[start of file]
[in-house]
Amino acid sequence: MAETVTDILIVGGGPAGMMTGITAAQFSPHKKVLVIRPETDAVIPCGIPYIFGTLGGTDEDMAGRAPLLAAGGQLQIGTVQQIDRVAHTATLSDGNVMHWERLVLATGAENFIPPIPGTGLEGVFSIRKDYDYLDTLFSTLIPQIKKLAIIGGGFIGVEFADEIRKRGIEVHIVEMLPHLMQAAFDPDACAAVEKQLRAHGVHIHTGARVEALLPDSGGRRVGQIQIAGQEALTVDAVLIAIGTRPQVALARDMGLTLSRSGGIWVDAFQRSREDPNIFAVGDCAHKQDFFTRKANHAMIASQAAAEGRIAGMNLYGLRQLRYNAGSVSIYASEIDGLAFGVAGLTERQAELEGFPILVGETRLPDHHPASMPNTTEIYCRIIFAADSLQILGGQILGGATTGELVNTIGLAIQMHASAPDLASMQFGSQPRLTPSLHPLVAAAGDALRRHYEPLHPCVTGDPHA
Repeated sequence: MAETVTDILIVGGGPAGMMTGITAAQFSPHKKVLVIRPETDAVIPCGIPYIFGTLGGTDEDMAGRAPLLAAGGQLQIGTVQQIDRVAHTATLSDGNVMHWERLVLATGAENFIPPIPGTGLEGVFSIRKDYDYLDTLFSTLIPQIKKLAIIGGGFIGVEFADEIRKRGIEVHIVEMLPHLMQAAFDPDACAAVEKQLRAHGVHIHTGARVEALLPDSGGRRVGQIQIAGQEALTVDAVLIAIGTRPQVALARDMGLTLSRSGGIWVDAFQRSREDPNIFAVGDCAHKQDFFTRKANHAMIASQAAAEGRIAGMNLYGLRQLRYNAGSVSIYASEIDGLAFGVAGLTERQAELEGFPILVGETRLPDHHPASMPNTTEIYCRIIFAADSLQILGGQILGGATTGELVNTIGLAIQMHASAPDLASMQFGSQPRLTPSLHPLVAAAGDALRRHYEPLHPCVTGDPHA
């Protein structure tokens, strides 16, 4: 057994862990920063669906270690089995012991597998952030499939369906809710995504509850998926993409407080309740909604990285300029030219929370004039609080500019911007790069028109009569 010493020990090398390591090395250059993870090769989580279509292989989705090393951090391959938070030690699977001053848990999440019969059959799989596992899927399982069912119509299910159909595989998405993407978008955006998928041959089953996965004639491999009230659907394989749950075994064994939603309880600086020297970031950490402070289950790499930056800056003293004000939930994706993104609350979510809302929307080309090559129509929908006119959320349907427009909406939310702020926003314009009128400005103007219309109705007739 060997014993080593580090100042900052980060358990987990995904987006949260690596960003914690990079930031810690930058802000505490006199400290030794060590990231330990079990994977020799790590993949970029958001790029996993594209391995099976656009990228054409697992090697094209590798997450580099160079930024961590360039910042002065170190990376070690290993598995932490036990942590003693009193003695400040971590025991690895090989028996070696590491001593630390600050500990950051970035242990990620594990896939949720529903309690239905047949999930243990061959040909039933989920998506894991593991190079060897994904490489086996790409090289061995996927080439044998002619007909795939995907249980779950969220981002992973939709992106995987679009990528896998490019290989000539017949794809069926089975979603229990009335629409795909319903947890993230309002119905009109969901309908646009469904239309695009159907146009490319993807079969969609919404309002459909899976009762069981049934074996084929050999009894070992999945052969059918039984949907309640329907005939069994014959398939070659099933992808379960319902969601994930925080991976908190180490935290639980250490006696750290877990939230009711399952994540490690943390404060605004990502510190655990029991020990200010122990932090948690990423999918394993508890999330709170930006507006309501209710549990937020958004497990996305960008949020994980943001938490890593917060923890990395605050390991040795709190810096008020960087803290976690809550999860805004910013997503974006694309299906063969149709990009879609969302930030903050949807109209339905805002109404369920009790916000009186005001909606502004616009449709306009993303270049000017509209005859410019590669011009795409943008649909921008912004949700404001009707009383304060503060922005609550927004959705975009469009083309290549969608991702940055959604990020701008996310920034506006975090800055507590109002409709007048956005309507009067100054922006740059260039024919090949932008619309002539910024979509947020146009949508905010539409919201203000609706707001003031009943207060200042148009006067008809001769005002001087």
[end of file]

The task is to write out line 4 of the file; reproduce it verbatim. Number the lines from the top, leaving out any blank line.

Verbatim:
């Protein structure tokens, strides 16, 4: 057994862990920063669906270690089995012991597998952030499939369906809710995504509850998926993409407080309740909604990285300029030219929370004039609080500019911007790069028109009569 010493020990090398390591090395250059993870090769989580279509292989989705090393951090391959938070030690699977001053848990999440019969059959799989596992899927399982069912119509299910159909595989998405993407978008955006998928041959089953996965004639491999009230659907394989749950075994064994939603309880600086020297970031950490402070289950790499930056800056003293004000939930994706993104609350979510809302929307080309090559129509929908006119959320349907427009909406939310702020926003314009009128400005103007219309109705007739 060997014993080593580090100042900052980060358990987990995904987006949260690596960003914690990079930031810690930058802000505490006199400290030794060590990231330990079990994977020799790590993949970029958001790029996993594209391995099976656009990228054409697992090697094209590798997450580099160079930024961590360039910042002065170190990376070690290993598995932490036990942590003693009193003695400040971590025991690895090989028996070696590491001593630390600050500990950051970035242990990620594990896939949720529903309690239905047949999930243990061959040909039933989920998506894991593991190079060897994904490489086996790409090289061995996927080439044998002619007909795939995907249980779950969220981002992973939709992106995987679009990528896998490019290989000539017949794809069926089975979603229990009335629409795909319903947890993230309002119905009109969901309908646009469904239309695009159907146009490319993807079969969609919404309002459909899976009762069981049934074996084929050999009894070992999945052969059918039984949907309640329907005939069994014959398939070659099933992808379960319902969601994930925080991976908190180490935290639980250490006696750290877990939230009711399952994540490690943390404060605004990502510190655990029991020990200010122990932090948690990423999918394993508890999330709170930006507006309501209710549990937020958004497990996305960008949020994980943001938490890593917060923890990395605050390991040795709190810096008020960087803290976690809550999860805004910013997503974006694309299906063969149709990009879609969302930030903050949807109209339905805002109404369920009790916000009186005001909606502004616009449709306009993303270049000017509209005859410019590669011009795409943008649909921008912004949700404001009707009383304060503060922005609550927004959705975009469009083309290549969608991702940055959604990020701008996310920034506006975090800055507590109002409709007048956005309507009067100054922006740059260039024919090949932008619309002539910024979509947020146009949508905010539409919201203000609706707001003031009943207060200042148009006067008809001769005002001087």